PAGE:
Introduction | Table of Contents | Chapter 2

Paul begins this passage by addressing the pride of Judaism which is represented by the phrases, "good showing in the flesh" and "boast in your flesh." The key to understanding this passage is found in Paul's specific use of the word flesh. He referred to his fellow Jews as "those who are my flesh" (Romans 11:14), "my countrymen according to the flesh" (Romans 9:3) and "Israel after the flesh" (1 Corinthians 10:18). As for boasting in the flesh he wrote, "Seeing that many boast according to the flesh, I also will boast . . . Are they Hebrews? So am I. Are they Israelites? So am I. Are they the seed of Abraham? So am I" (2 Corinthians 11:18-22).

Here we have a clear example of boasting in the flesh. The Jews boasted in their natural heredity and in those things that made them unique, separate and superior to the rest of mankind. They wanted to make a good showing in the flesh. They bragged about being Hebrews, Israelites and the seed of Abraham. All this boasting was according to the flesh.

Paul wrote elsewhere, "I also might have confidence in the flesh. If anyone else thinks he may have confidence in the flesh, I more so: circumcised the eighth day, of the stock of Israel, of the tribe of Benjamin, a Hebrew of the Hebrews; concerning the law, a Pharisee; concerning zeal, persecuting the church; concerning the righteousness which is in the law, blameless" (Philippians 3:4-6 NKJV). Again, all of these things apply to natural linage and heredity. Paul went on to show that such things must be counted loss for the excellence of the knowledge of Christ Jesus. "I have suffered the loss of all things, and count them as rubbish, that I may gain Christ" (Philippians 3:7-8). Paul's pride in his national purity, perfect pedigree and his exalted status among his countrymen had to be counted as rubbish if he would gain Christ.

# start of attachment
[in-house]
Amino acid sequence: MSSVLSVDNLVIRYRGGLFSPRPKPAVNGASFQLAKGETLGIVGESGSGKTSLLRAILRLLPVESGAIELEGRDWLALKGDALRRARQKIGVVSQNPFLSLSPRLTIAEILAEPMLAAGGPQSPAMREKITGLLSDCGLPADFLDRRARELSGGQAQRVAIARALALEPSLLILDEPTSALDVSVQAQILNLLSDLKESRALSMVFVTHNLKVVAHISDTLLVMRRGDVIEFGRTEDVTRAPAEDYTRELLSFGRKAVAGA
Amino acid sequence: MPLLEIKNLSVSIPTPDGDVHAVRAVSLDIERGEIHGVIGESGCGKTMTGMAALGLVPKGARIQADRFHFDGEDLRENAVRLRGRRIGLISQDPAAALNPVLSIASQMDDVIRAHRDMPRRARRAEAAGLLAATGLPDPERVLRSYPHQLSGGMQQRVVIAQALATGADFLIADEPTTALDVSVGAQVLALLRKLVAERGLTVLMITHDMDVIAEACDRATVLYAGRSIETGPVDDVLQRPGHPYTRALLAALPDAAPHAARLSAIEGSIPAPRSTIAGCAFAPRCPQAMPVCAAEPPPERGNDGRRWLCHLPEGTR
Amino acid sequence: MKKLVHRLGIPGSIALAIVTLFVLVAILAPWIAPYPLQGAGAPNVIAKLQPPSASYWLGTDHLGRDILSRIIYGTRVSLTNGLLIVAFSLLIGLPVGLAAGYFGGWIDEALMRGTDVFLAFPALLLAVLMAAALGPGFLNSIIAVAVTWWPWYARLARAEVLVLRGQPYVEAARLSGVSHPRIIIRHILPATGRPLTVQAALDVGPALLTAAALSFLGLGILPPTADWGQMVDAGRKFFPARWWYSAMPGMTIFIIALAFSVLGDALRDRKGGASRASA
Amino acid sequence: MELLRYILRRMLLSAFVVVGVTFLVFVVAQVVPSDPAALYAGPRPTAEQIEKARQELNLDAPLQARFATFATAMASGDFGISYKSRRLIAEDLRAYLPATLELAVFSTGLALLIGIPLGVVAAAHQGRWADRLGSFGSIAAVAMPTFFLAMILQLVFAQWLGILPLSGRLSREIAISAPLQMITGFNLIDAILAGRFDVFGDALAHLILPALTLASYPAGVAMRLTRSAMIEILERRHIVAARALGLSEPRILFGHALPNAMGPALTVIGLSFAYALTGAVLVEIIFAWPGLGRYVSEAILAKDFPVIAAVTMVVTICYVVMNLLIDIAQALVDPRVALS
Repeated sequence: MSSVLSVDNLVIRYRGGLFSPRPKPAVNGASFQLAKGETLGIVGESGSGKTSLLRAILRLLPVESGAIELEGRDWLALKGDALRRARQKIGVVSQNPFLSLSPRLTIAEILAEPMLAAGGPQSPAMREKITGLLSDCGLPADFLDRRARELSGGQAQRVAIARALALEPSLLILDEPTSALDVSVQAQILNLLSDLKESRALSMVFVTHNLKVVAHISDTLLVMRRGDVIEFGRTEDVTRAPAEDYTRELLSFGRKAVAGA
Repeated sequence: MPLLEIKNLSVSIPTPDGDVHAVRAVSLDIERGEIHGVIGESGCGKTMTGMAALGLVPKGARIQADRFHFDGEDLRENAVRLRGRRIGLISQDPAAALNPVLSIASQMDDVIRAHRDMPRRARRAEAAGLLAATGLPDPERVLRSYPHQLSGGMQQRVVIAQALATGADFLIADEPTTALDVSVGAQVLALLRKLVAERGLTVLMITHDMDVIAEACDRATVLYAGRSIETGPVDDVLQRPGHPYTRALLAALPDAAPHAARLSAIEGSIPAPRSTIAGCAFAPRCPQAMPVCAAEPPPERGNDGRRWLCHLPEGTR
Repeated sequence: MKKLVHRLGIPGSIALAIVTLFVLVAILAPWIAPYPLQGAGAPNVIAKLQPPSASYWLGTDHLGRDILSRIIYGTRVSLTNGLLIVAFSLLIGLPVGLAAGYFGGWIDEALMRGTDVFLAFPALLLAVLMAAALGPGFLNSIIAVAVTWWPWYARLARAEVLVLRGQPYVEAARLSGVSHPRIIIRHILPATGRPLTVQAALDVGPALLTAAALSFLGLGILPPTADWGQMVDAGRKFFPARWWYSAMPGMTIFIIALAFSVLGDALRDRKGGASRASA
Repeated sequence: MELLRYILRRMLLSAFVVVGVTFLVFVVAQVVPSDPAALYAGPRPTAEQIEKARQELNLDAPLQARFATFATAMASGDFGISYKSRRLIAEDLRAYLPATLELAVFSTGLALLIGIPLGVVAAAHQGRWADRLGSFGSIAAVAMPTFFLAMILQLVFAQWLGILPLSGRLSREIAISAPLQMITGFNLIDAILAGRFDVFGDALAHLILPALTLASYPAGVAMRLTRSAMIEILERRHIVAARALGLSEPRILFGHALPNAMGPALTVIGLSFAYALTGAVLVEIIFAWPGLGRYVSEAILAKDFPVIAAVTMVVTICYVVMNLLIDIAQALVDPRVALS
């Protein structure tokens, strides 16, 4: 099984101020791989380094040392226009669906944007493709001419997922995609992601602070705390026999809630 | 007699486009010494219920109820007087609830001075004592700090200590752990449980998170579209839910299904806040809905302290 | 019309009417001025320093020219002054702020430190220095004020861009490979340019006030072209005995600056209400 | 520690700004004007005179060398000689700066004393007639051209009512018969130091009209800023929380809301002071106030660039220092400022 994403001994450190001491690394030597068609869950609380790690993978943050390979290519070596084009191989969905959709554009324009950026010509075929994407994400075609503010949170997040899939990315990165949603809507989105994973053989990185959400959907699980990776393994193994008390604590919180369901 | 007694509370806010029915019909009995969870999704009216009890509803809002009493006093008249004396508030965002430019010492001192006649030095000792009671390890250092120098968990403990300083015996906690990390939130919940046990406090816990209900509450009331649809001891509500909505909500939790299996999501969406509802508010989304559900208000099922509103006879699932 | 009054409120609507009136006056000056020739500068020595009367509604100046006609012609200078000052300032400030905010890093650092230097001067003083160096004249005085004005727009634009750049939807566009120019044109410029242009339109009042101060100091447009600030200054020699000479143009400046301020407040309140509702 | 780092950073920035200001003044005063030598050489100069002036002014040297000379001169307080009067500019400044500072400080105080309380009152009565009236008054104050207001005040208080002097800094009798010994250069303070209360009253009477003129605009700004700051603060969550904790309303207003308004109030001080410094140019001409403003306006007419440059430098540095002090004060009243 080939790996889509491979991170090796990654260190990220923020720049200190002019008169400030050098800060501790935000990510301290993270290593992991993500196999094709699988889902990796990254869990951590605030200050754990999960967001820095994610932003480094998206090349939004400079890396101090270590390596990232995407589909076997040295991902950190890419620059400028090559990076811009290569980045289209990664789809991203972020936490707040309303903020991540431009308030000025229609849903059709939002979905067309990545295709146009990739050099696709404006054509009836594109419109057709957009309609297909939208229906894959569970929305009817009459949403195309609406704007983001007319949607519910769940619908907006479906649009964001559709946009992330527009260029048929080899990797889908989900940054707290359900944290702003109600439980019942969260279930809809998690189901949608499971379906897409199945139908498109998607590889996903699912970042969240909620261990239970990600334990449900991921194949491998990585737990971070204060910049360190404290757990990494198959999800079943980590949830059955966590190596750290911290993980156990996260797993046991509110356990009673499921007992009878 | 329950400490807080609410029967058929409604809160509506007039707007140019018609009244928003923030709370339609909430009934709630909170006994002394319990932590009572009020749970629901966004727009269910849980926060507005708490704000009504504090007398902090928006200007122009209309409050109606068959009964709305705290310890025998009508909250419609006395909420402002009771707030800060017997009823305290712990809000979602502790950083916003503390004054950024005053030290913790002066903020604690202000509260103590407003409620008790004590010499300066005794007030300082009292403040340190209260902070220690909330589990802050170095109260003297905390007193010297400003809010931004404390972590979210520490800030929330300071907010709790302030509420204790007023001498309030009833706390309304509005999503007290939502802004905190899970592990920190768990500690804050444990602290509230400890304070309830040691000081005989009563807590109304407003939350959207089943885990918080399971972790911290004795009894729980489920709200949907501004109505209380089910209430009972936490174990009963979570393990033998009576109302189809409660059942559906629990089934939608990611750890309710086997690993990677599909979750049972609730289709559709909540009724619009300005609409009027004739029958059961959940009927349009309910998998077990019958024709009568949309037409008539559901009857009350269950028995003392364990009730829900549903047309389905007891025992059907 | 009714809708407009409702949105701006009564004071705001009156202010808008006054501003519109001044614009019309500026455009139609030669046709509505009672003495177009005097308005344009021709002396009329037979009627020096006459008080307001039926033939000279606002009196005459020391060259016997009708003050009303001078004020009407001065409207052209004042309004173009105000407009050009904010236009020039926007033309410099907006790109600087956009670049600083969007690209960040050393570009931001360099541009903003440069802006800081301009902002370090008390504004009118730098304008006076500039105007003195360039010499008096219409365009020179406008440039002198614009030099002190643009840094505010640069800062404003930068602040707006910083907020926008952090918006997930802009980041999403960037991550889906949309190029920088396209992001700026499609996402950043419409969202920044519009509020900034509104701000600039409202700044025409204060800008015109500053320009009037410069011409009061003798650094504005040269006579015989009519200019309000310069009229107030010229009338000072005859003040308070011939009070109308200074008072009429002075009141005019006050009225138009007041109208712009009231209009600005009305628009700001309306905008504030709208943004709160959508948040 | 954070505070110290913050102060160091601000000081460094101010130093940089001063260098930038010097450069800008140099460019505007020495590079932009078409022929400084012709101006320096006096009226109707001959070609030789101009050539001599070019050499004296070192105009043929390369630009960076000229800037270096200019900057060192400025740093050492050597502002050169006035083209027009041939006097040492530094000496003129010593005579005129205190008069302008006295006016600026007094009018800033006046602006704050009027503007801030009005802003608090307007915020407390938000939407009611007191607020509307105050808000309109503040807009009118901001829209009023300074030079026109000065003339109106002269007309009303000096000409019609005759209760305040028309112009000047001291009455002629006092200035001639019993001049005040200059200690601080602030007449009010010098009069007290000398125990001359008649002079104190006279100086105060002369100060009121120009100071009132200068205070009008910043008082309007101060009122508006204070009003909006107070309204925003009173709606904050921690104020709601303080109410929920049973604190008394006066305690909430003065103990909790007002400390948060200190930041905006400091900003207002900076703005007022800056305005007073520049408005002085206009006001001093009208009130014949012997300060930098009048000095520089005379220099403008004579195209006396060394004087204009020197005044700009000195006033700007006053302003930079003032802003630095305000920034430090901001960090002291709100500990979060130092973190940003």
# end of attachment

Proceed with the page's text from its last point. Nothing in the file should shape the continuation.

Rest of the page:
Paul did have a habit of boasting. He boasted in the cross of Christ. He gloried in the cross. What does the cross do that is so glorious? It kills. It crucifies. It terminates and saves by making room in us for the Son of God. The cross doesn't improve upon the old Adamic humanity. The cross doesn't make Jews into better Jews or Gentiles into better Gentiles; both are in Adam and that fleshly heredity has been crucified. The objective of the cross is an entirely new creation.

Jesus died on the cross to make one new humanity of the two, Jews and Gentiles, and tore down the wall that separated them (Ephesians 2:13-19). For this reason, circumcision and uncircumcision are dead issues. The preaching of the cross negates the preaching of circumcision. In Christ circumcision (being a Jew) counts for nothing and the same goes for uncircumcision (being a Gentile). In Christ, there are no Jews or Greeks to squabble over such things. In Him there is one new humanity that is free from the ethnic divisions that developed as a result of Adam's sin. This is the offense of the cross (Galatians 5:11) to those who insist on clinging to such things.

This is what stumbled the Jews. The cross would separate them from their Judaism and pride in law keeping. When I, Michael, was a boy I was a Cub Scout. My family moved about every two years, and just after I moved up in Cub Scouting, we moved to a new area where there were no Cub Scouts, just a Boy Scout troop. I soon found that my Cub Scout uniform and all its patches meant nothing among these boys. They were of a higher order. My uniqueness as an advanced Cub Scout meant nothing.

So also is Christ among us. His cross was to bring an end to the uniqueness of the Jews and silence their boasting. The resulting antagonism between the favored and therefore prideful Jew and the estranged and offended Gentile was destroyed by the cross, thus making peace. Jesus made peace between the two by abolishing the very thing that gave the Jew special status (the law of commandments contained in ordinances) in order that He could make in Himself one new humanity. ". . . that he (Jesus) might reconcile both unto God in one body by the cross, having slain the enmity thereby" (see Ephesians 2:15-16). This is a foundational aspect of the new creation rule.